Read the full interview here (PDF 9 pages).

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Monk walking: © Marcelle HanselaarWalking is a wonderful way of meditating. It brings one to the point of realising that meditation does not depend upon the position of the body. Sitting, standing, lying down, walking — what is the difference when one is aware? The state of being aware is an experience which goes beyond the body.

The formal practice of walking is very useful in retreat situations where a lot of sitting is taking place and the body gets stiff. To walk for ten minutes or so between periods of sitting, stretches the joints and can bring relief to aching knees, ankles and so on. But more than that, in a sense, walking meditation is like putting sitting meditation into motion. This can break down any misconceptions about meditation being something only to take place in perfect stillness.

Freedom from form, feeling, mental activity, perception and consciousness — this little bundle called ‘me’ — can be experienced at any time just by engaging in the business at hand in a meditative way, whether it be the rise and fall of the abdomen, or the placing of one foot in front of the other in walking meditation.

Click here to download an easy to print guide on walking meditation
by Diana St Ruth.
It is compact — just eight PDF pages
making it easy for you to print out or read on your computer.

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Sense of the Sacred Ajahn Sumedho and Diana St Ruth

Ajahn Sumedho photo © BPGWhen you live in a materialist society, you feel a lack of sacredness. Much of our common values are based on self-centred goals and materialism. In the American system, for example, where individuality has the priority, we are brought up to proclaim ourselves as individuals in such an extreme way that we often do not feel any connection to anything at all, not even to our parents or family.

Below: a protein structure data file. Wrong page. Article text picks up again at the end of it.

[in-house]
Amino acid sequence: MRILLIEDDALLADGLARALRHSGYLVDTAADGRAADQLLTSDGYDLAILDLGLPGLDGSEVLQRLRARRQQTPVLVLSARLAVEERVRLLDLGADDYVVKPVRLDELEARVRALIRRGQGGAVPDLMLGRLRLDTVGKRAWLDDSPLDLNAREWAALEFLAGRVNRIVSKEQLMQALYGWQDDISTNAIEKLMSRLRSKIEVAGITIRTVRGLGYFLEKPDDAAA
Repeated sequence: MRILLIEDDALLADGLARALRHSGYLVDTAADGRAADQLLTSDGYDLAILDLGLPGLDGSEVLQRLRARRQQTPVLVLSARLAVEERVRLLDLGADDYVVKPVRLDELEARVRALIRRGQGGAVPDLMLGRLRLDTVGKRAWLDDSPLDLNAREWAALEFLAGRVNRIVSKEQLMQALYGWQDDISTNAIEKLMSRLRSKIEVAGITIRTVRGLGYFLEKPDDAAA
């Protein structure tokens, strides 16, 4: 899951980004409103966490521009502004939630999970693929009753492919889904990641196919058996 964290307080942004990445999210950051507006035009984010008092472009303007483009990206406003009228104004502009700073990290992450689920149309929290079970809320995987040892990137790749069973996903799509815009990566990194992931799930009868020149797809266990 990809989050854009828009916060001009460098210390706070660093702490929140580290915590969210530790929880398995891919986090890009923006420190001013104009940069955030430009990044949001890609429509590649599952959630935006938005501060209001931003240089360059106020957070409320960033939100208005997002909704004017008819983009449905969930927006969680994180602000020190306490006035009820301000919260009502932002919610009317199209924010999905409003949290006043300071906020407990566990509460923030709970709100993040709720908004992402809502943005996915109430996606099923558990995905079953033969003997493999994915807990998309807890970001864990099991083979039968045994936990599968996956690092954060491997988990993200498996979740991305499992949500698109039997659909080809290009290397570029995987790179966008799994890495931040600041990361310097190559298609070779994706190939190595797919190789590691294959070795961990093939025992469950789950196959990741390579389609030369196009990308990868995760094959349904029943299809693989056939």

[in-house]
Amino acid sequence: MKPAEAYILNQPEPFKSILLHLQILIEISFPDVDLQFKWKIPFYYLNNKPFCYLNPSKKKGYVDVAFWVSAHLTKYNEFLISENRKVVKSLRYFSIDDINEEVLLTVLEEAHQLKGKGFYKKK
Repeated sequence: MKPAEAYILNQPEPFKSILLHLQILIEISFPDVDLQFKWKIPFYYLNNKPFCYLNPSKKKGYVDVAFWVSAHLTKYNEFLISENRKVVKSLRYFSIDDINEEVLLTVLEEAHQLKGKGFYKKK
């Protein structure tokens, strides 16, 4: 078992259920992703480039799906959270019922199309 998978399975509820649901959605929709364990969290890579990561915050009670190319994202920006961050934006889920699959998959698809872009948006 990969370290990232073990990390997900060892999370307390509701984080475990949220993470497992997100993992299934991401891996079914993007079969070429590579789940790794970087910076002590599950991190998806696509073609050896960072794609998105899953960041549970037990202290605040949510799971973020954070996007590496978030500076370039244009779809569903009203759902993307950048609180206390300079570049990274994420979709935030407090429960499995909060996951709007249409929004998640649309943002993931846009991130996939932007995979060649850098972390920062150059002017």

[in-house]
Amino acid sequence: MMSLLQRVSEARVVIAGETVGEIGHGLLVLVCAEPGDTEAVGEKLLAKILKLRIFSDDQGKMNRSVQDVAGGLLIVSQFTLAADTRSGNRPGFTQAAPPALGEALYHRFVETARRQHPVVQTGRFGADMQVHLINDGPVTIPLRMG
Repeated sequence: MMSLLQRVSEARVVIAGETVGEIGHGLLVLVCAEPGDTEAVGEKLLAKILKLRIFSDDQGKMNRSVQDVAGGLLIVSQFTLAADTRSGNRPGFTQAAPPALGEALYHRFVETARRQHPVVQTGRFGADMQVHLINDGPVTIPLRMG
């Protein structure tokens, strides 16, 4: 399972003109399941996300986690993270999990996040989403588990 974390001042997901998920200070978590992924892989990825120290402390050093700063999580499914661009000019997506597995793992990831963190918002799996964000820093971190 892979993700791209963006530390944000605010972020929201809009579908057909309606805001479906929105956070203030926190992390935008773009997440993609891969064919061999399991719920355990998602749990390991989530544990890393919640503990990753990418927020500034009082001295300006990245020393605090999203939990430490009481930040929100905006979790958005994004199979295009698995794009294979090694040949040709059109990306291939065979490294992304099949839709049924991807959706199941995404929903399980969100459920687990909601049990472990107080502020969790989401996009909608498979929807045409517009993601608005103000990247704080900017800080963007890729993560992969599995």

from ‘Sense of the Sacred’, by Ajahn Sumedho

The Buddha became conscious of birthlessness and deathlessness through the acceptance of impermanence and no-self. The complete experience of impermanence—flux and change—is a mind-blowing truth which will bring us to see that the body and mind are no more ‘us’ than the clouds in the sky or the carpet on the floor. And if we do get caught up into believing those things—and most of us do—then we are inclined to suffer, because life doesn’t often suit us. Being a self is a very firm idea, a conviction, but not a reality that we can ever confirm. It’s all in the mind. Death too, said the Buddha, is a delusion. Birth of ‘me’
is a delusion and death of ‘me’ is a delusion; only flux is experienced, a changing koleidoscope of hopes, fears, memories and impressions.

‘Our culture doesn’t encourage too much contemplation’, by Diana St Ruth

Download Sense of the Sacred

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Metta and Zazen John Aske & Kozan Kato

Sam Photo: RSRPeople who haven’t awakened to the true nature haven’t fulfilled their mission as humans. For other creatures, even insects, there is no need for awakening. They are nature as they are.

From  ‘Animals do Zazen Naturally’, by Zen Master Kozan Kato.

The metta practice rests on the basis of loving oneself, or at least liking oneself. Without this step, no further progress is possible, either in the metta practice or in the practice of any of the Brahma Viharas (the Diving Abidings, that are — apart from anything else — the mortar of the holy life). And with the English — the men at least — this first step was proving very difficult, if not impossible.